Being powered by plants (or how to reverse chronic disease)

Time to tell a story against myself.

On Saturdays I like to post stories about people who have overcome cancer by taking control of their own health on the Essentially Being Facebook page – #SaturdaySurvivor. Usually I choose a story that has come to me from another website and that I’ve read over the previous week. But this last Saturday, I didn’t have one and so I went searching. I found one and posted it … without actually reading the story or watching either of the videos. I just posted it.

And then the lawyer in me said something along the lines of “What on earth do you think you are doing? You can’t post something when you don’t know what it says!” So I watched the first video on the page.

And boy, am I glad I did! Because I found out even more about the amazing benefits of being powered by plants when dealing with a cancer diagnosis. Or actually, more to the point, I found out more about why meat and dairy aka animal products are making us sick. And how a plant-based whole foods diet can help us to lose weight and reverse chronic illness. How by eating plants, we can reduce or even ditch the medications we take.

You need to know the truth about food and why eating the right way can save your life – T Colin Campbell PhD, Co-Author of The China Study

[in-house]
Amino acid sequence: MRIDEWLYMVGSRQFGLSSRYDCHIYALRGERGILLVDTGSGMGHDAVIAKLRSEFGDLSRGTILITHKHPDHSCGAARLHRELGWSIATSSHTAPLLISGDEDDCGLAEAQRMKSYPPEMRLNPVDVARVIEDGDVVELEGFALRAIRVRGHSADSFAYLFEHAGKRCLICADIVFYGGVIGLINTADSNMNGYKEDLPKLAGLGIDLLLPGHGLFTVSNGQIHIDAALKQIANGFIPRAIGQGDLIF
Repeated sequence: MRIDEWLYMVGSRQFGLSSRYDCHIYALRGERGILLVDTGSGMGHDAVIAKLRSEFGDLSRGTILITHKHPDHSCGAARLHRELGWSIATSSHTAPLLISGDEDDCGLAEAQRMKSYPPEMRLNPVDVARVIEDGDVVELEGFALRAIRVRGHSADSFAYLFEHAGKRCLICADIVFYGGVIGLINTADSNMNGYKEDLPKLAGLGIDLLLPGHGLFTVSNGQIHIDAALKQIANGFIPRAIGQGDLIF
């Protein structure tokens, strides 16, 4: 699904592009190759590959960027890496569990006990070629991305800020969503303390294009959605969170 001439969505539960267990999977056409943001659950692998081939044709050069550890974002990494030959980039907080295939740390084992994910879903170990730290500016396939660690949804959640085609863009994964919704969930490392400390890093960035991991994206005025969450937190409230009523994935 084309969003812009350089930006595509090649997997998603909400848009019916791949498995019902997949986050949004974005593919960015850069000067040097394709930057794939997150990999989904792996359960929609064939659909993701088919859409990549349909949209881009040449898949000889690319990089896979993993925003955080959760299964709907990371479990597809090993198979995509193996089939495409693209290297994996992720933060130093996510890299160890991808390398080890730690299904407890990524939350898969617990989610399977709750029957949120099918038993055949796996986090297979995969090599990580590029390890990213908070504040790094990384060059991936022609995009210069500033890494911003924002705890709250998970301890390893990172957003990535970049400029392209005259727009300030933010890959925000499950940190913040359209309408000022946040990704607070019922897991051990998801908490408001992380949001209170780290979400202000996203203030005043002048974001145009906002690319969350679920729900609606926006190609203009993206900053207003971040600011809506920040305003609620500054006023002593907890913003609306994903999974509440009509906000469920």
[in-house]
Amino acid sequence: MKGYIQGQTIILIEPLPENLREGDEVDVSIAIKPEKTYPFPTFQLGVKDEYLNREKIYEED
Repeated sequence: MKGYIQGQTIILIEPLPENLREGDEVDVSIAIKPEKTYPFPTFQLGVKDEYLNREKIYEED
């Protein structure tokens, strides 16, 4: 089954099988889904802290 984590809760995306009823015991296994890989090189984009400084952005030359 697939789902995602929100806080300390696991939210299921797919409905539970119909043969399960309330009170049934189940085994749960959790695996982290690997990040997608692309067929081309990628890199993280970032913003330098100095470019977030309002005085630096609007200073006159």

It turns out that Candice Marie Fox used a cancer protocol developed by the Nutritional Oncology Research Institute (NORI). Another plant-based protocol but interestingly, one that uses a lot of fruit. In fact, some parts of it were all fruit.

“But doesn’t the sugar in fruit feed cancer?” That’s what I thought too. But the basic principal of the NORI protocol is to restrict the amount of methionine in the diet. And fruits are the lowest in this particular amino acid that feeds cancer. Apparently we’ve known this for over 40 years.

And guess which foods are highest in methionine? Well, it turns out that eggs and fish are highest. In the video, Candice said that she had changed her diet but that she’d been eating a lot of salmon and not getting better. As soon as she ditched the salmon and starting eating truckloads of fruit, her tumours shrank.

The next highest are chicken and turkey, followed closely by red meat including game. Cheese also features.

From the plant family, the only things said to have high methionine are spirulina, sesame flour and soy protein isolate.